Interview

Farmers and Loan Money “Amadaw Kyay” Under BSPP

Daw May Myo Khine, 49 years old, who once lived in Sittwe, capital of Rakhine, and whose grandfather and father owned many rice farms explained that under the Burmese Socialist Programme Party, some farmers grew two different kinds of rice. They grew low quality rice, which they would sell to the government at the prescribed price and good quality variety, which they would eat themselves. The government gave farmers loans called “Amadaw Kyay”  for growing rice. In return, the farmers had to sell the harvested rice to the government.

Unusual terms used to refer rice under BSPP

There existed unusual terms used to refer certain types of rice during the BSPP government. Here are three examples. U Myo Win Than is a 55 years old Burmese man who used to live in Myittha, Kyaukse district, Mandalay.

He explained that “Yar Kyaw Sa Par” refers to the variety which exceeds a hundred tinns (Burmese unit of volume measurement that equals to 40.9148 L) per acre when harvested.

Names of rice mainly grown in Rakhine under Burma Socialist Programme Party (BSPP) from 1962-1988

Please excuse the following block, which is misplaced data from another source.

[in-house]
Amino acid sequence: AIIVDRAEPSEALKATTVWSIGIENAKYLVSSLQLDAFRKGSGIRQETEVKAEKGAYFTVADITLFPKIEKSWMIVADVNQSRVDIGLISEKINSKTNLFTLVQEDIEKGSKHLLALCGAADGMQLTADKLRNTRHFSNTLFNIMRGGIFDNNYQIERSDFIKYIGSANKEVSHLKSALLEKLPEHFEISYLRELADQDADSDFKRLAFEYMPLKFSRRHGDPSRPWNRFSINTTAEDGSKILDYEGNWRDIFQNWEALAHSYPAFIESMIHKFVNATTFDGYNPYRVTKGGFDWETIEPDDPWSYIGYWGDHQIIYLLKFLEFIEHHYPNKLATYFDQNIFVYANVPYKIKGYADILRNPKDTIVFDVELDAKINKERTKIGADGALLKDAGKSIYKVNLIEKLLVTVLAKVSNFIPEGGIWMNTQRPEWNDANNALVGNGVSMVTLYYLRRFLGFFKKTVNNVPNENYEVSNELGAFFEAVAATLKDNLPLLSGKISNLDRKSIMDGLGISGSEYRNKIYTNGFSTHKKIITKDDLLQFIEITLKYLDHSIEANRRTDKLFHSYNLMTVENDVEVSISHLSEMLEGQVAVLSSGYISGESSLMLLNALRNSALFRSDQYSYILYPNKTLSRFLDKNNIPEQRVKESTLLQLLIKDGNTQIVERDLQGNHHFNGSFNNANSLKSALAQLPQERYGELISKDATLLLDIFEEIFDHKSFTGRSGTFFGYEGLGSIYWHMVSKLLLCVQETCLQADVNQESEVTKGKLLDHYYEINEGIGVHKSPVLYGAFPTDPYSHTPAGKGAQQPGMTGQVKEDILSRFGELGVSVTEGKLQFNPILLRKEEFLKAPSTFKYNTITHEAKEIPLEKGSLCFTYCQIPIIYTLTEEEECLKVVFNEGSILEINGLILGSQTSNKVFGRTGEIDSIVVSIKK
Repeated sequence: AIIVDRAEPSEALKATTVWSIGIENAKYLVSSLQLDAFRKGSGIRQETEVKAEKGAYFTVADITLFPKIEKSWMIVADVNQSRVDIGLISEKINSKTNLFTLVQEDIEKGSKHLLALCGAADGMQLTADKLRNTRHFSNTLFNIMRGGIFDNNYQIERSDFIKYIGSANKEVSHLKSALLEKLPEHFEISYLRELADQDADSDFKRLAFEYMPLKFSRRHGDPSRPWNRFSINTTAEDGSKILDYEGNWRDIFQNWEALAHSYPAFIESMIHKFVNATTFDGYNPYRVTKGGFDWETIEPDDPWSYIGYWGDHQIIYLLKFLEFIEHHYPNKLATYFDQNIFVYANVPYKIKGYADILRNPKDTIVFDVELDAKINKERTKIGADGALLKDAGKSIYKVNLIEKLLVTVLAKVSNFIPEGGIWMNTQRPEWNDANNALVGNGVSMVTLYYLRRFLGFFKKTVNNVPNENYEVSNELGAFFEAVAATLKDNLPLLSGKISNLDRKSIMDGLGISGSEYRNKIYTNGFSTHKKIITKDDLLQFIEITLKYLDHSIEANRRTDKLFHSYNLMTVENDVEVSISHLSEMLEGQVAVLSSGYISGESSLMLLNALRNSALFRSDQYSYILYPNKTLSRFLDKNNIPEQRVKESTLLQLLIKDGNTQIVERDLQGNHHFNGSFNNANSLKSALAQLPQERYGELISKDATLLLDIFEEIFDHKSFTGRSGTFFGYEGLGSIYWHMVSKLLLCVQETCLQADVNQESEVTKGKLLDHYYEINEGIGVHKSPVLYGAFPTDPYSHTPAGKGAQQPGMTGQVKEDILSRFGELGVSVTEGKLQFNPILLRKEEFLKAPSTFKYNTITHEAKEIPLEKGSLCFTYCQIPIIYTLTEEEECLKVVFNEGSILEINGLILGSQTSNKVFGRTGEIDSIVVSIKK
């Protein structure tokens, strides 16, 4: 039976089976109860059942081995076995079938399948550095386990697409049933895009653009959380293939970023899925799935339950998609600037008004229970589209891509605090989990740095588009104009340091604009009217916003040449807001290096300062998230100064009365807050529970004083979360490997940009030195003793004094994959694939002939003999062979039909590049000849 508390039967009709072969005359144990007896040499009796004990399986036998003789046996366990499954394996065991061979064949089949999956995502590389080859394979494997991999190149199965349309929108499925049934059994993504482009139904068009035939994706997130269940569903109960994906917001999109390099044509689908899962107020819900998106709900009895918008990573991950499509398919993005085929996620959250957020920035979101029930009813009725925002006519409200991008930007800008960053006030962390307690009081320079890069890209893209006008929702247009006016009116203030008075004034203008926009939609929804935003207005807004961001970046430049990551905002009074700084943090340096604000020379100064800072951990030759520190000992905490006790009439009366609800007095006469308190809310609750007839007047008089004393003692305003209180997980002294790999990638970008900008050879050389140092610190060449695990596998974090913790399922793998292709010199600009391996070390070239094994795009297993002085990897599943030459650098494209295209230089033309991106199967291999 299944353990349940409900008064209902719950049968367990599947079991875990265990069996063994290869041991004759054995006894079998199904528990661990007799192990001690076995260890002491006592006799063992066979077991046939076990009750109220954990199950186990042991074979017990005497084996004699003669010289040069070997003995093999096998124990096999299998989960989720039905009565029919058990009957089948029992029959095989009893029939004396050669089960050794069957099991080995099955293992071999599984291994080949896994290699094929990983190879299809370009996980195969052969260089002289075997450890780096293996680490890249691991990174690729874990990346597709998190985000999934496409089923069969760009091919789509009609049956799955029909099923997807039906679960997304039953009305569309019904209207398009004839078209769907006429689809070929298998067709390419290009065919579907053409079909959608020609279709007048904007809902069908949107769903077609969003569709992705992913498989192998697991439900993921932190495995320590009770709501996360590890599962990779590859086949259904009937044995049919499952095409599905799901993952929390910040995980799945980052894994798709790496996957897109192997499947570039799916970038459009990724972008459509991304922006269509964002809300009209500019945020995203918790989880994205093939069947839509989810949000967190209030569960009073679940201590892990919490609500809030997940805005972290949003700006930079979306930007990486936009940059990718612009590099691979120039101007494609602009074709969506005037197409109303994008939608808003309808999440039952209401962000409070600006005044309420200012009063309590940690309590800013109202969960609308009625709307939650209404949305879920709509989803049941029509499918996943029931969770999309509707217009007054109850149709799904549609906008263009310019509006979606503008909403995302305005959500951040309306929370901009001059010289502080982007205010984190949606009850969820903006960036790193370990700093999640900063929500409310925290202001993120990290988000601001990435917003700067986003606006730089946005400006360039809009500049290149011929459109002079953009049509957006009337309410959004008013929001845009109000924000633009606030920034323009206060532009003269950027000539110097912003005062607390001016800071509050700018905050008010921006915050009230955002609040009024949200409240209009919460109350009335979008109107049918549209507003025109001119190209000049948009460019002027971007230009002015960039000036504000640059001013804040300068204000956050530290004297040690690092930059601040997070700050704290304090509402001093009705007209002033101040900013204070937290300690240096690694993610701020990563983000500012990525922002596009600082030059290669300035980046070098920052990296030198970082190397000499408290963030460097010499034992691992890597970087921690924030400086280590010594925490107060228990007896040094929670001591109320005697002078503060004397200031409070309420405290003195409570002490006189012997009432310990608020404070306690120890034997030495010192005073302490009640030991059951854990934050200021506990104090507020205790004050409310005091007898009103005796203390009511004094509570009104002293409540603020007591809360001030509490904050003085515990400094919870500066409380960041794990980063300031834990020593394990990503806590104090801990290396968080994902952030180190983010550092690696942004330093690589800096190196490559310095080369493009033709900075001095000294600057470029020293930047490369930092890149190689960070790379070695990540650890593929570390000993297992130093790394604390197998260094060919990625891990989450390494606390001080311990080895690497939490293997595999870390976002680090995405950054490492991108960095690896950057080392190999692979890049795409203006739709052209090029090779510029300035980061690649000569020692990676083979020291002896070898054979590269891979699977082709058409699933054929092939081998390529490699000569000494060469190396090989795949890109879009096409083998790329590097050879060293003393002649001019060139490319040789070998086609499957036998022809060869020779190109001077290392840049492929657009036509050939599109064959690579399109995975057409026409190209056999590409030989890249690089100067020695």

Ma Mya Than, 58 years old, is a middle class Rakhine (Arakanese) lady who lives in Buthidaung, a town in northern Rakhine. She used to sell various varieties of rice. Rakhine, situated on the western coast of Myanmar, is rich with natural resources including fish, timber, oil and gas. According to her, although Rakhine exported many acres of rice under Burmese Socialist Programme Party for years, there were around five types of rice that farmers in Rakhine mainly grew.

What’s in a Name? Reading a Neighbourhood Through Local Nomenclature

Spaces in the neighbourhood of Mehrauli , Delhi, have changed drastically over the years. However, there are many streets and localities in the neighbourhood that are still remembered, by name, for the kind of people who lived or did business there. One such example is Doodh waali gali. The interviewee, an old time resident of the neighbourhood, describes in the audio how the street came to be known as doodh waali gali because of the doodh and halwai shops that once populated that street.

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